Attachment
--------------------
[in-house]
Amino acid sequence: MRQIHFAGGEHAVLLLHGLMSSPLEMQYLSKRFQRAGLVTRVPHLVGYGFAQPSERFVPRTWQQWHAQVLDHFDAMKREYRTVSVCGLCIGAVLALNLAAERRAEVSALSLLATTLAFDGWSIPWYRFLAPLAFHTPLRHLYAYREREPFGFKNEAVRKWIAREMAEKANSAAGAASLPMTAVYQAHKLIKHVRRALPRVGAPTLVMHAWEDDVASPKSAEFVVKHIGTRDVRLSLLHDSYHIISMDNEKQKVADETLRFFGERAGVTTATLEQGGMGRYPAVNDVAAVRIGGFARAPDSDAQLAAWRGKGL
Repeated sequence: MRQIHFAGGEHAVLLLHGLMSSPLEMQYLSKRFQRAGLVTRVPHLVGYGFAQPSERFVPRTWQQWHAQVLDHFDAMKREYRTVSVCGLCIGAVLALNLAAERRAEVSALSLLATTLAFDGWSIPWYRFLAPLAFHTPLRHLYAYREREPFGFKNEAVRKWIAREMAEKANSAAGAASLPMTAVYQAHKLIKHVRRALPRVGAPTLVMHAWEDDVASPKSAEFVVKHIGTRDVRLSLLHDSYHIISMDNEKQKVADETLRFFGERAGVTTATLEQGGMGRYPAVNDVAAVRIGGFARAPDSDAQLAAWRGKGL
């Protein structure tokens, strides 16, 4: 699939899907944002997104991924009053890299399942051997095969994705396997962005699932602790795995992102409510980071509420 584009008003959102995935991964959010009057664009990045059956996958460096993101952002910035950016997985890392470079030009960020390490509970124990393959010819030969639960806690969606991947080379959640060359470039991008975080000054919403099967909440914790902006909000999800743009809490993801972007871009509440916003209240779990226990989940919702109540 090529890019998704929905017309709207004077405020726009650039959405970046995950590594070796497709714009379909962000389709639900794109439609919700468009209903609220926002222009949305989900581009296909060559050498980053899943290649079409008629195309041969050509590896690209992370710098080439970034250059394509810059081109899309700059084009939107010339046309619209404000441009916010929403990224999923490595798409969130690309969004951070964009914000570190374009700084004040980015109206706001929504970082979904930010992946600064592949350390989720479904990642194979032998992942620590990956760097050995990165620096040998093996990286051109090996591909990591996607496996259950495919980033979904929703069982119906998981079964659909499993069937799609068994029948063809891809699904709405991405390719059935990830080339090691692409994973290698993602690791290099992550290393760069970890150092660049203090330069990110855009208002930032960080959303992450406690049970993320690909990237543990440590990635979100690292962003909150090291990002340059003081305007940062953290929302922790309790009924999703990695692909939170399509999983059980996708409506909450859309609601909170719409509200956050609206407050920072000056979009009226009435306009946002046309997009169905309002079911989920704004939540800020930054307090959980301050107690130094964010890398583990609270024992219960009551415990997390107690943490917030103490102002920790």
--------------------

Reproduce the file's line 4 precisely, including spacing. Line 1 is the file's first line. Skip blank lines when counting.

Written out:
């Protein structure tokens, strides 16, 4: 699939899907944002997104991924009053890299399942051997095969994705396997962005699932602790795995992102409510980071509420 584009008003959102995935991964959010009057664009990045059956996958460096993101952002910035950016997985890392470079030009960020390490509970124990393959010819030969639960806690969606991947080379959640060359470039991008975080000054919403099967909440914790902006909000999800743009809490993801972007871009509440916003209240779990226990989940919702109540 090529890019998704929905017309709207004077405020726009650039959405970046995950590594070796497709714009379909962000389709639900794109439609919700468009209903609220926002222009949305989900581009296909060559050498980053899943290649079409008629195309041969050509590896690209992370710098080439970034250059394509810059081109899309700059084009939107010339046309619209404000441009916010929403990224999923490595798409969130690309969004951070964009914000570190374009700084004040980015109206706001929504970082979904930010992946600064592949350390989720479904990642194979032998992942620590990956760097050995990165620096040998093996990286051109090996591909990591996607496996259950495919980033979904929703069982119906998981079964659909499993069937799609068994029948063809891809699904709405991405390719059935990830080339090691692409994973290698993602690791290099992550290393760069970890150092660049203090330069990110855009208002930032960080959303992450406690049970993320690909990237543990440590990635979100690292962003909150090291990002340059003081305007940062953290929302922790309790009924999703990695692909939170399509999983059980996708409506909450859309609601909170719409509200956050609206407050920072000056979009009226009435306009946002046309997009169905309002079911989920704004939540800020930054307090959980301050107690130094964010890398583990609270024992219960009551415990997390107690943490917030103490102002920790």